Companies must demonstrate how they manage credentials for infrastructure and software, including removing access once it’s no longer needed or required. With a password manager, administrators can easily automate access, assign roles, and restrict users to read-only access for system credentials. Granular access control allows administrators to completely hide passwords to prevent copying passwords, TOTP seeds, or custom fields.
Companies must encrypt their data and protect encryption keys at all times. With a 100% end-to-end encrypted password manager using AES 256-bit encryption, companies benefit from true zero knowledge, protecting their credentials and other sensitive data that can be shared amongst employees such as company financial documents. Additionally, PBKDF2 SHA-256 strengthens encryption key protection by limiting key retrieval to only the user logging in with their master password.
CC6.2 (Pg. 30):
“Prior to issuing system credentials and granting system access, the entity registers and authorizes new internal and external users whose access is administered by the entity. For those users whose access is administered by the entity, user system credentials are removed when user access is no longer authorized.”
Companies must show how they register and authenticate new users, including levels of access. With a password manager, administrators can link their directory service (LDAP) to streamline user provisioning and deprovisioning. Users and groups in your company LDAP sync with your password manager’s Organization, replicating the same structure. Better yet, whenever a new user is added to the LDAP, they are also created in the password manager; and vice versa, are removed when deprovisioned from the LDAP.
Companies must authorize access to protected assets. A password manager with Single Sign On allows your existing Identity Provider to provide authentication for password manager users. Administrators can set password policies requiring users to log in through the Single Sign On method to access credentials.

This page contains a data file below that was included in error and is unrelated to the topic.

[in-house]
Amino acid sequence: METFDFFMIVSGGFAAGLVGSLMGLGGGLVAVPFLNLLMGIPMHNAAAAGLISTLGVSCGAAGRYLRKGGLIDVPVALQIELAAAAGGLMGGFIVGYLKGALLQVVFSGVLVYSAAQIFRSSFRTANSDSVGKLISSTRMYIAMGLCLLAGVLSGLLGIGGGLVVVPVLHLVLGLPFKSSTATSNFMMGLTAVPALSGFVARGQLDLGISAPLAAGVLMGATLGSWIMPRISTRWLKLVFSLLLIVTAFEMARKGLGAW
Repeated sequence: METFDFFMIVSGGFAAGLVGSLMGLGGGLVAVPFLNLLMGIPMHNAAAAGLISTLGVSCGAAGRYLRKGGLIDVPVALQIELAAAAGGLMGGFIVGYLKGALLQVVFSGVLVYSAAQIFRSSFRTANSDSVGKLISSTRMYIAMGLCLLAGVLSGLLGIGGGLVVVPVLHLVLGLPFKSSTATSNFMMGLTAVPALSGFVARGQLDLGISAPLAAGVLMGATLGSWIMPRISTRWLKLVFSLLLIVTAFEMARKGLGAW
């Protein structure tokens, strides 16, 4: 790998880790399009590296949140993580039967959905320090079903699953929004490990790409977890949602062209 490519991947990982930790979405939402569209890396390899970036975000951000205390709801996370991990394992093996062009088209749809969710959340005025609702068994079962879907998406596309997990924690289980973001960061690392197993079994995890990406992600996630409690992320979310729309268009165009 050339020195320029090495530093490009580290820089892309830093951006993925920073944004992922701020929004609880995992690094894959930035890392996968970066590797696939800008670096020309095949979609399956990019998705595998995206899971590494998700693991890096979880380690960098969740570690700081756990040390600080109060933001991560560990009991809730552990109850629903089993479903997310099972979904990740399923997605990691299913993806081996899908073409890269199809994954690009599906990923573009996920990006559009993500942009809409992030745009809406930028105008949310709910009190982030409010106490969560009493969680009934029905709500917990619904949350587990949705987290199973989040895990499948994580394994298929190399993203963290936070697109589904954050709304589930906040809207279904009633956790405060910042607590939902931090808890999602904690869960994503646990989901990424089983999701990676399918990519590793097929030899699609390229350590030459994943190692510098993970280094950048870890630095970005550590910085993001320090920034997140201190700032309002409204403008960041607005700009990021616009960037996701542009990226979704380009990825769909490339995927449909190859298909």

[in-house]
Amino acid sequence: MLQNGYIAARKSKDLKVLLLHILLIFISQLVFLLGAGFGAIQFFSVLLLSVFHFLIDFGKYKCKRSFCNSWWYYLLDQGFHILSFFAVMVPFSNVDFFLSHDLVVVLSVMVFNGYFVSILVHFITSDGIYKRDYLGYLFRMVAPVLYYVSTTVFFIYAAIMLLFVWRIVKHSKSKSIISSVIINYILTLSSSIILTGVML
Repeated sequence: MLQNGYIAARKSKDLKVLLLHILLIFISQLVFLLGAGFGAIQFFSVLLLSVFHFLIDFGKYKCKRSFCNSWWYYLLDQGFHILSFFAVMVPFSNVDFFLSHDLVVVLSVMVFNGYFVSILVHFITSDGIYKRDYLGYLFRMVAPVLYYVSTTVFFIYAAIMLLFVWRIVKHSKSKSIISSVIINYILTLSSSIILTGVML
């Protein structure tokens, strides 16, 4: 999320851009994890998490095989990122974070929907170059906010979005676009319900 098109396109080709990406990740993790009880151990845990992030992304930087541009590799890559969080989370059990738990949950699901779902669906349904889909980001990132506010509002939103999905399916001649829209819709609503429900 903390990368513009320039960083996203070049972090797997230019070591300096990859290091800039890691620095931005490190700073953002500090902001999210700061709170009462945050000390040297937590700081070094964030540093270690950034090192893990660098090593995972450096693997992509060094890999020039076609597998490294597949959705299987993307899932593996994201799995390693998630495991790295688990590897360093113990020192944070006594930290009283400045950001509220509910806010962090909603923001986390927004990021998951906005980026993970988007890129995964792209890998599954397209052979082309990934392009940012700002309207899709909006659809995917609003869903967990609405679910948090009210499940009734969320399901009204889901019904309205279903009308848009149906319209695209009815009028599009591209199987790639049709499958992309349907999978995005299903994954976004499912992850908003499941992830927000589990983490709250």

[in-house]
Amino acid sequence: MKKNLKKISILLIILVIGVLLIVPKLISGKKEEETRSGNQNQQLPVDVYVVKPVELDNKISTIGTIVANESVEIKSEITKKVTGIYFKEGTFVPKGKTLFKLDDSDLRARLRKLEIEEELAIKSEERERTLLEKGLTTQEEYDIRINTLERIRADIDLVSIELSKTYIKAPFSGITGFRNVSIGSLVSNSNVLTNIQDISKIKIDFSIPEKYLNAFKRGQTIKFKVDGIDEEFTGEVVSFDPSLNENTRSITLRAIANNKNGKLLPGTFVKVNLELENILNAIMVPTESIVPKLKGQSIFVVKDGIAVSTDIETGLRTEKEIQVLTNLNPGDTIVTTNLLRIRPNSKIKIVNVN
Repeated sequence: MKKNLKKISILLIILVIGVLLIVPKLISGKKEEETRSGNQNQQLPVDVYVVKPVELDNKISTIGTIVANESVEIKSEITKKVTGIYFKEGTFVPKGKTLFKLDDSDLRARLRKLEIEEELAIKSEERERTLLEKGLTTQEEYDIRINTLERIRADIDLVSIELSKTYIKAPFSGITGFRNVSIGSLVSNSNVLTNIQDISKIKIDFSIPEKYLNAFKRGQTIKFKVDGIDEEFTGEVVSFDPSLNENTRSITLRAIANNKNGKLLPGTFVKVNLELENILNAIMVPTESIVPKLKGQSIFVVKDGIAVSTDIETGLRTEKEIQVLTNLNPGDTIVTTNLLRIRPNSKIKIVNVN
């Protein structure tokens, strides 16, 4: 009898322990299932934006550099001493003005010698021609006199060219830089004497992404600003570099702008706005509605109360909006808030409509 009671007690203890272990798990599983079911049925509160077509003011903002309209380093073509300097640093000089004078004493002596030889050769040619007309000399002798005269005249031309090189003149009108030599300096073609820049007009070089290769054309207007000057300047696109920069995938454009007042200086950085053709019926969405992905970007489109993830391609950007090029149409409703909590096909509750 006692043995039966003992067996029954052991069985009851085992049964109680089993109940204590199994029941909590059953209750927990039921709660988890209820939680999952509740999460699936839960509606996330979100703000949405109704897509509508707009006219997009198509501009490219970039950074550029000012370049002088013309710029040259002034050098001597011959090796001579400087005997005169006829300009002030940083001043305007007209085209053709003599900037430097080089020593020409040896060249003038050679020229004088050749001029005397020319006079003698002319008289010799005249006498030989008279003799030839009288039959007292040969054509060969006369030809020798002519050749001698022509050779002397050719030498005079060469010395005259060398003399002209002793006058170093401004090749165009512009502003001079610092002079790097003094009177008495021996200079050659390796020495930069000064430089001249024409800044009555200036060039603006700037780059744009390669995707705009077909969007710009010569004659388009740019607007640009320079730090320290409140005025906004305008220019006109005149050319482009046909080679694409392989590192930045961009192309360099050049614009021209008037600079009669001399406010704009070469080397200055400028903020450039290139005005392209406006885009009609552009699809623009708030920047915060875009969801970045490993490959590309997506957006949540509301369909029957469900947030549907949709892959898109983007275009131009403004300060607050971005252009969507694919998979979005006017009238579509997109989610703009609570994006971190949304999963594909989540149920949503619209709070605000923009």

CC6.3 (pg. 30):
“The entity authorizes, modifies, or removes access to data, software, functions, and other protected information assets based on roles, responsibilities, or the system design and changes, giving consideration to the concepts of least privilege and segregation of duties, to meet the entity’s objectives.”
Companies must demonstrate role-based access controls or RBAC. With a password manager, administrators can set user types and create custom roles to assign granular control and user permissions for components of the password manager. RBAC can be configured for functions such as who can manage users, access event logs, or import/export data.
Adding a password manager, such as Bitwarden, can demonstrate your commitment to data security to SOC 2 auditors. Bitwarden offers enterprise-grade security, conducting regular third-party security audits and complies with major privacy and security standards, including SOC 2. Take advantage of an all-access free Enterprise trial to see how Bitwarden can help you prepare for a SOC 2 security audit and meet SOC 2 password requirements.
Editor's Note: This blog was originally published on Tuesday, September 21st 2021 and was updated on Friday, May 20th 2022.